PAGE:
Shamel Pitts’s “Touch of Red,” at New York Live Arts, takes place in a boxing ring. It’s not a competition, though. It’s a relationship.
What we call a ring in boxing is actually a quadrilateral, a shape with corners. The choreographer Shamel Pitts’s “Touch of Red” takes place in one, surrounded by the audience seated on all sides. Mimi Lien’s set establishes the boundaries of the ring with low border walls but increases the drama by hanging above it a huge open shape with the same outline. It looms like an upside-down gift box hovering over an inverted lid made by the low walls and the floor.
Pitts starts inside this structure, dancing with Tushrik Fredericks. And throughout the hourlong duet, which had its New York premiere at New York Live Arts on Thursday, the two men never leave. Stools in two corners suggest boxing, and the men are in tightfitting athletic attire (by Dion Lee). Yet at first, gently bouncing and grooving close together, they look more like they are at a club.
That’s the idea. Although the men periodically retreat to their corners, as if between rounds, this is a nonviolent encounter. Here, the boxer’s clinch is a slow-dance embrace. The men might be lovers, or friends, or siblings. Before a round, someone says “OK,” consenting. This isn’t a competition. It’s a relationship.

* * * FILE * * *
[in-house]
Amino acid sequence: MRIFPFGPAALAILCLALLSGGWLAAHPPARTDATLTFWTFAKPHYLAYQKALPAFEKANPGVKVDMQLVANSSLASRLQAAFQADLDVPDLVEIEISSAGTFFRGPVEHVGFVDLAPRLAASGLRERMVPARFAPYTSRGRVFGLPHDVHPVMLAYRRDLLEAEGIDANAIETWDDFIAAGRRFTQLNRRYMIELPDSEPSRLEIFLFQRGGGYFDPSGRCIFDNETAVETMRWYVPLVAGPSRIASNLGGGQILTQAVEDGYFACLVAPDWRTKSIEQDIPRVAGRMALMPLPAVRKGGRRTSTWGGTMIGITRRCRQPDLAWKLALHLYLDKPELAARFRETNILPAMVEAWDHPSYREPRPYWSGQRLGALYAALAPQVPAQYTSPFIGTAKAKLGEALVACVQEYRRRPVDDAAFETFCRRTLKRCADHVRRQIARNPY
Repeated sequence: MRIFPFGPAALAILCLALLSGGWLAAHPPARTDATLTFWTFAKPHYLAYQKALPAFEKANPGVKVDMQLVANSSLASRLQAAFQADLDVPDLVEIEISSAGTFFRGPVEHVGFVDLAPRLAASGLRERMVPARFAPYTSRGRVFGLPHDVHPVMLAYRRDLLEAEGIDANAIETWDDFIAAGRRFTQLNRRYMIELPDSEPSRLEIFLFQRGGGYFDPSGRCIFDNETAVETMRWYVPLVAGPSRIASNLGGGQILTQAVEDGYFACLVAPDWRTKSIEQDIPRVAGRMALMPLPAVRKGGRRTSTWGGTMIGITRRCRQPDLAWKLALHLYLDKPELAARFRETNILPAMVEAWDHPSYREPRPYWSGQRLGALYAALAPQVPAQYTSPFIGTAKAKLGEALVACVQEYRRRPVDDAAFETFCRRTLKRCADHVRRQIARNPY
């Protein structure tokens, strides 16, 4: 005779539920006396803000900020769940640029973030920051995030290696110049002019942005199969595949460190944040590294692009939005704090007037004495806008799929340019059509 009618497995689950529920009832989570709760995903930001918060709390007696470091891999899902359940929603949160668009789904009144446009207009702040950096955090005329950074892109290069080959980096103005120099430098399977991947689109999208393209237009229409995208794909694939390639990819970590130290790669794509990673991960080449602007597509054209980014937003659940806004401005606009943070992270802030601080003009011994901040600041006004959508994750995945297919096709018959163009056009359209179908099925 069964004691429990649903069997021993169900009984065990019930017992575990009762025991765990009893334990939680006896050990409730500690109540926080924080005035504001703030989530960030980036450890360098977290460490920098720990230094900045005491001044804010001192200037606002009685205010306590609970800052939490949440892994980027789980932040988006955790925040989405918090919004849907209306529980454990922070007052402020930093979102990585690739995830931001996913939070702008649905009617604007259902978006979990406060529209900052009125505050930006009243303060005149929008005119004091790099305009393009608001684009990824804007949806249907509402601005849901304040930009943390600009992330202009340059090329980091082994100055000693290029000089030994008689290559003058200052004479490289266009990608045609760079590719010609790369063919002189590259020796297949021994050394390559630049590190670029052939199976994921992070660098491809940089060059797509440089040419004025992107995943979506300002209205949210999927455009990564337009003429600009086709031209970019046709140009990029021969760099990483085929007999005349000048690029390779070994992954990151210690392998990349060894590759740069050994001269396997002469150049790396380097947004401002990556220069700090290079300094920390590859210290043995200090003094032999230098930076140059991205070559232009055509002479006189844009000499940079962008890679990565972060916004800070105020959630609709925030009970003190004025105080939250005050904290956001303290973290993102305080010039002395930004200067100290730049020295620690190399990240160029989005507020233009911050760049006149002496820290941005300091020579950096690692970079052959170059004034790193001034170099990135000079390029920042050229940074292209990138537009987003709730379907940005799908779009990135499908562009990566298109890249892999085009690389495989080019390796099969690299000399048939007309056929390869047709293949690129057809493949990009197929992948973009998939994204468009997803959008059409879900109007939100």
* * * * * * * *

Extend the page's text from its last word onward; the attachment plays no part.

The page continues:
In places, the form of a fight remains. The men swipe at each other with strokes from freestyle swimming, dodging with quick, hinging motions. They entangle on the ground, almost as if wrestling, all pretzeled up, one man’s foot caught on the other’s shoulder.
They also borrow moves from the Lindy Hop: partnered spins and crossover steps, lifts that put Fredericks’s feet in the air with his back on Pitts’s hunched back. But these moves have been drained of groundedness and swing. Something similar is true of the borrowings from boxing. Treating them as dance, Pitts reveals and revels in a masculine softness, but in leaching out aggression, he’s leached out much of the tension and intensity too.
Like other productions by Pitts’s arts collective, Tribe, “Touch of Red” compensates with sophisticated design. Sivan Jacobovitz’s electronic score, borrowing some ambient mood from Ben Frost and Burial, supplies rumbles, buzzes and synthesizer clouds. Lucca Del Carlo’s video projections bathe the dancers in Keith Haring-like patterns and paisley-shaped swirls. Rus Snelling’s expert lighting sometimes draws attention to the audience and our spectatorship. And Lien’s brilliant set is equipped with surprises.
But the show takes a long time to warm up, and it drifts. Near the end, two explosive solos raise the temperature, each man trying to get something out in his own way — Pitts with a headstand, Fredericks bending back and circling the space with open arms. And when they reunite, rotating in a slow-dance embrace with Fredericks’s feet on top of Pitts’s, it feels conclusory. Yet the work does not end.
Instead, the men separate, dance alone, stretch together and crawl around each other in circles like dogs. Even after the applause, it isn’t over, as the dancers move their stools to chat with each side of the audience in turn — giving thanks, sharing stories of the sensations and experiences that inspired “Touch of Red,” speaking so softly that only one segment of the audience at a time can hear. It’s a gesture that draws some viewers in while leaving others out. So does the rest of the work.
Shamel Pitts | Tribe
Through Saturday at New York Live Arts; newyorklivearts.org.